"Making this album was all about freedom," he says. " ... I think part of the thing with the mushrooms thing for me is that I never do anything when I'm working... if I'm touring or anything. I don't drink really at all. When I was in the band, to me it felt like it was so much bigger than any of us. I felt like, 'I'm not going to be the one who messes it up.'"

"So I was like, 'Now is the time in my life when you probably go out and experiment, and do this and you take this and you do that. And that's what you do with your friends,'" he continues. "... Making this record felt... so much more joyous."

He began taking the mushrooms while hanging out with his friends in Malibu, a time he "felt so safe."

"It was like, 'I want to take some mushrooms, I'm going to take some. Now's the time to have fun. We're in Malibu. 24,'" he explains. "I'm also in music... I'm not a politician. I don't think it's that crazy. I think my thing with drugs is, if you're taking anything to... try and hide from stuff then you shouldn't even drink. And if you're taking anything to have fun and be creative, then great." 

"I was with my friends and making an album, you obviously get so in your head and you get so self conscious about everything and you hit these bumps in the road where you're thinking, 'Is this good enough? Is this enough? Is that enough?'" Styles continues. "There's an after flow of some of that stuff where sometimes you take something, and then for 10 days after you're like, 'Don't worry about it, everything's going to be fine.' It's stress relieving in a sense."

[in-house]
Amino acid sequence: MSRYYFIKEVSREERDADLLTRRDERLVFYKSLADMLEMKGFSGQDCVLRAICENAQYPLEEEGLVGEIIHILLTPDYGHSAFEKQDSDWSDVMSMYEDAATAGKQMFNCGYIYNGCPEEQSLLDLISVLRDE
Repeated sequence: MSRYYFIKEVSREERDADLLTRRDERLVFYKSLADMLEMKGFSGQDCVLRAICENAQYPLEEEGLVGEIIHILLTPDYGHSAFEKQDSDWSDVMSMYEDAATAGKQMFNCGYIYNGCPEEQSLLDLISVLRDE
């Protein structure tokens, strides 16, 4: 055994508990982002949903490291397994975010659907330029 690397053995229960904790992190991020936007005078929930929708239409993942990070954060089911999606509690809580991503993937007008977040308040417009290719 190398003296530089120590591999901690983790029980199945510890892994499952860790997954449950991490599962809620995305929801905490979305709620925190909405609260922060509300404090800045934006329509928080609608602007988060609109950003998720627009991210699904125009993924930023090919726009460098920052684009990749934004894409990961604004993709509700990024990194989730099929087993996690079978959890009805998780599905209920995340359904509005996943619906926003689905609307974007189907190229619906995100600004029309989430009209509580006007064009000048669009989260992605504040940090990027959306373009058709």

"I think that that's been a big part of this whole thing for me, I'm just trying to go through life being a little less worried about stuff," he adds. "Definitely with working because ultimately it will be okay. If you don't hit the top of the chart, your life doesn't change.... If that was what I was aiming at and then it didn't happen, then I'd feel so much worse. But redefining it for me has been amazing... There's a freedom with that."

Styles also worked through some of his concerns in therapy after initially being skeptical about going.

"I think for a really long time, especially when I started coming to California, there was a big thing for me where I felt like everyone went to therapy," he says. "And I think for a long time I was like, 'I don't need that.' You know, it's very British way of looking at it, I think."

"I think there was a point where I kind of was trying to work out a lot more stuff about myself because obviously then it was just me walking in," Styles continues. "I think it kind of comes with when you're trying to make music... Making an album, I feel like is the most self indulgent time you can think of, really. Because you're just like, 'How do I feel about this?'"

"I think with the therapy thing, I just realized I was just getting in my own way," he adds. "It's been a thing where I've definitely felt it have an impact on my life."

Fine Line is due out on Dec. 13